Weeks later D.D. Palmer died in Los Angeles. "It seems more likely that his death was a direct result of injuries caused by his son."[14] They had become bitter rivals over the leadership of chiropractic. B.J. Palmer resented his father for the way he treated his family, stating that his father beat three of his children with straps and was so much involved in chiropractic that "he hardly knew he had any children".[14] D.D. Palmer's attending physicians were persuaded to change their opinions about the main cause of death D.D. claimed that his son B.J. struck him with his car.[17]

References[edit]

  1. ^ "Ancestry of Daniel David Palmer". Wargs.com. October 20, 1913. Retrieved October 14, 2010.
  2. ^ a b "D.D. Palmer's Lifeline" (PDF).
  3. ^ a b Palmer D.D., The Science, Art and Philosophy of Chiropractic. Portland, Oregon: Portland Printing House Company, 1910.
  4. ^ Jarvis, William T. "NCAHF Fact Sheet on Chiropractic (2001)". www.ncahf.org. NCAHF. Retrieved December 7, 2017.
  5. ^ a b Leach, Robert (2004). The Chiropractic Theories: A Textbook of Scientific Research. Lippincott, Williams and Wilkins. p. 15. ISBN 978-0683307474.
  6. ^ a b Ernst, E (May 2008). "Chiropractic: a critical evaluation". Journal of Pain and Symptom Management. 35 (5): 544–62. doi:10.1016/j.jpainsymman.2007.07.004. ISSN 0885-3924. PMID 18280103.
  7. ^ a b D.D. Palmer's Religion of Chiropractic - Letter from D.D. Palmer to P.W. Johnson, D.C., May 4, 1911. In the letter, he often refers to himself with royal third person terminology and also as "Old Dad".
  8. ^ Keating J. Faulty Logic & Non-skeptical Arguments in Chiropractic
  9. ^ L. Ted Frigard, DC, PhC, Still vs. Palmer: A Remembrance of the Famous Debate, Dynamic Chiropractic – January 27, 2003, Vol. 21, Issue 03
  10. ^ a b c d e f g h Palmer, D. D. (June 1994). The Chiropractor. p. 5. ISBN 9780787306526. Retrieved October 14, 2010.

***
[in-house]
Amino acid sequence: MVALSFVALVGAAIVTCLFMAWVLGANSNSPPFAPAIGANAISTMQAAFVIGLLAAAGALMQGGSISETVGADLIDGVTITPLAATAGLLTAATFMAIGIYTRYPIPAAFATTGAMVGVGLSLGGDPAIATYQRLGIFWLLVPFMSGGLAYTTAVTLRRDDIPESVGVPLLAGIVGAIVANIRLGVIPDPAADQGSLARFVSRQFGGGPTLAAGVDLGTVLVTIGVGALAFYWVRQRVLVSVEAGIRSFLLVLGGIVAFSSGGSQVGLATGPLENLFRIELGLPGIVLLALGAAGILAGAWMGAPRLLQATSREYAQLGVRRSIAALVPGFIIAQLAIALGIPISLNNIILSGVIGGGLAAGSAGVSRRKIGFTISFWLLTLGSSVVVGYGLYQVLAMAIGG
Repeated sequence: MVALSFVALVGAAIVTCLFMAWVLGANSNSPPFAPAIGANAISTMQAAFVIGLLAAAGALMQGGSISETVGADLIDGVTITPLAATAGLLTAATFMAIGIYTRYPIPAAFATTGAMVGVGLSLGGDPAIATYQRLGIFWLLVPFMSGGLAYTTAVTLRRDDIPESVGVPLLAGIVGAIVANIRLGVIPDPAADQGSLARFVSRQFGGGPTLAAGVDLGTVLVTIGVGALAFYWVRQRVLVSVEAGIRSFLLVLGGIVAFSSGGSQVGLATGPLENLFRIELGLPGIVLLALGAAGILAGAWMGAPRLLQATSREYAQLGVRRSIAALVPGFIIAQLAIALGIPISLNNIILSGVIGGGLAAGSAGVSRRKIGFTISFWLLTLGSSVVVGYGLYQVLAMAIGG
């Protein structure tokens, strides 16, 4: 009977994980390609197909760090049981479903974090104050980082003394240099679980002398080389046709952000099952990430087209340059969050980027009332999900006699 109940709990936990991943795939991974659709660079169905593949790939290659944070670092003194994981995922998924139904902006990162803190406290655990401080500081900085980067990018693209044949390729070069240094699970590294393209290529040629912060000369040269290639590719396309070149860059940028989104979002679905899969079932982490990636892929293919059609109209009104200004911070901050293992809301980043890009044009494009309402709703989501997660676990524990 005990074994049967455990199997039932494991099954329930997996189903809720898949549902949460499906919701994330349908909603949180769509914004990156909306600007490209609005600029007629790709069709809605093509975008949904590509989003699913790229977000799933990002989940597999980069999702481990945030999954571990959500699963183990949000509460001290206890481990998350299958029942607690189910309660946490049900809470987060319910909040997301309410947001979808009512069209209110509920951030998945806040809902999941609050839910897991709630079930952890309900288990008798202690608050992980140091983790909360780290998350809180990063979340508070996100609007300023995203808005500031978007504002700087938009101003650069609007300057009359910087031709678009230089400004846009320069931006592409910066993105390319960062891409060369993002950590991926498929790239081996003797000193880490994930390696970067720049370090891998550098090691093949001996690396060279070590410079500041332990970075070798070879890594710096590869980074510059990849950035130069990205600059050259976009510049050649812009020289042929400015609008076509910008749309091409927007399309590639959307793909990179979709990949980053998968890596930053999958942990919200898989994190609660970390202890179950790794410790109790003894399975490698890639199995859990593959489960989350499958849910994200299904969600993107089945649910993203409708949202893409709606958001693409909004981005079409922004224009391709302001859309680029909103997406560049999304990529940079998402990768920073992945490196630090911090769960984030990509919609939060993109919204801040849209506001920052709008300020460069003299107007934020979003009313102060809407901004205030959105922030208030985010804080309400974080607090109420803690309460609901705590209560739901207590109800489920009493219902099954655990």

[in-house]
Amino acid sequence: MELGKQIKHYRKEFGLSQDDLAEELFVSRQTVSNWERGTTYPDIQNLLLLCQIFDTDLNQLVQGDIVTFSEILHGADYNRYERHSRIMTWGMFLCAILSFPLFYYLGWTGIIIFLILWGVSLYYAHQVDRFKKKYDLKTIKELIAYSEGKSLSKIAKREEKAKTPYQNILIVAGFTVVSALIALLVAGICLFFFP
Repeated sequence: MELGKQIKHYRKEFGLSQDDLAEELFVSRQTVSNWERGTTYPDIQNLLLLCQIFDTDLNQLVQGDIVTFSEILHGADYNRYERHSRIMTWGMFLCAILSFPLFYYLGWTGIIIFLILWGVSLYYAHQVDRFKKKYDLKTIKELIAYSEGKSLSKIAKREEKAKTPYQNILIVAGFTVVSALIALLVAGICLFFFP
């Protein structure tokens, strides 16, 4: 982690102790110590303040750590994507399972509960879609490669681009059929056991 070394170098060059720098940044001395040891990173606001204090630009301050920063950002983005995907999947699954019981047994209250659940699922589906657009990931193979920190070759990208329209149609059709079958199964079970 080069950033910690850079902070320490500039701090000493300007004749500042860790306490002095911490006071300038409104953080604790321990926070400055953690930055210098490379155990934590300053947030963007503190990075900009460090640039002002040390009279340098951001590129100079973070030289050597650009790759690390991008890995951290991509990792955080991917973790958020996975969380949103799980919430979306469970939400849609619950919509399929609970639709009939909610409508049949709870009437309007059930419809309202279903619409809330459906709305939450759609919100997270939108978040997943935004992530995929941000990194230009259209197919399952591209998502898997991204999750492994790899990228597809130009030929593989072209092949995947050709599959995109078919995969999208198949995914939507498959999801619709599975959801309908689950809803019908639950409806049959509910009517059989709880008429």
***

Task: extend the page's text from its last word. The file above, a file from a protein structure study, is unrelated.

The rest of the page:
11. ^ Colquhoun, D (July 2008). "Doctor Who? Inappropriate use of titles by some alternative "medicine" practitioners". The New Zealand Medical Journal. 121 (1278): 6–10. ISSN 0028-8446. PMID 18670469. Archived from the original on June 15, 2009.
  12. ^ Busse JW, Morgan L, Campbell JB (2005). "Chiropractic antivaccination arguments". J Manipulative Physiol Ther. 28 (5): 367–73. doi:10.1016/j.jmpt.2005.04.011. PMID 15965414.
  13. ^ Gleberzon, Brian (September 2013), "On Vaccination & Chiropractic: when ideology, history, perception, politics and jurisprudence collide", Journal of the Canadian Chiropractic Association, 57 (3): 205–13, PMC 3743646, PMID 23997246
  14. ^ a b c Singh S, Ernst E (2008). "The truth about chiropractic therapy". Trick or Treatment: The Undeniable Facts about Alternative Medicine. W.W. Norton. pp. 145–90. ISBN 978-0-393-06661-6.
  15. ^ Siordia L, Keating JC (1999). "Laid to uneasy rest: D.D. Palmer, 1913". Chiropr Hist. 19 (1): 23–31. PMID 11624037.
  16. ^ Keating, Joseph (April 23, 1993). "Dispelling Some Myths About Old Dad Chiro". Dynamic Chiropractic. Retrieved July 29, 2009.
  17. ^ Stephen Barrett; Samuel Homola (1969). "At Your Own Risk: The Case Against Chiropractic - The Iowa Grocer's Dream". Chirobase.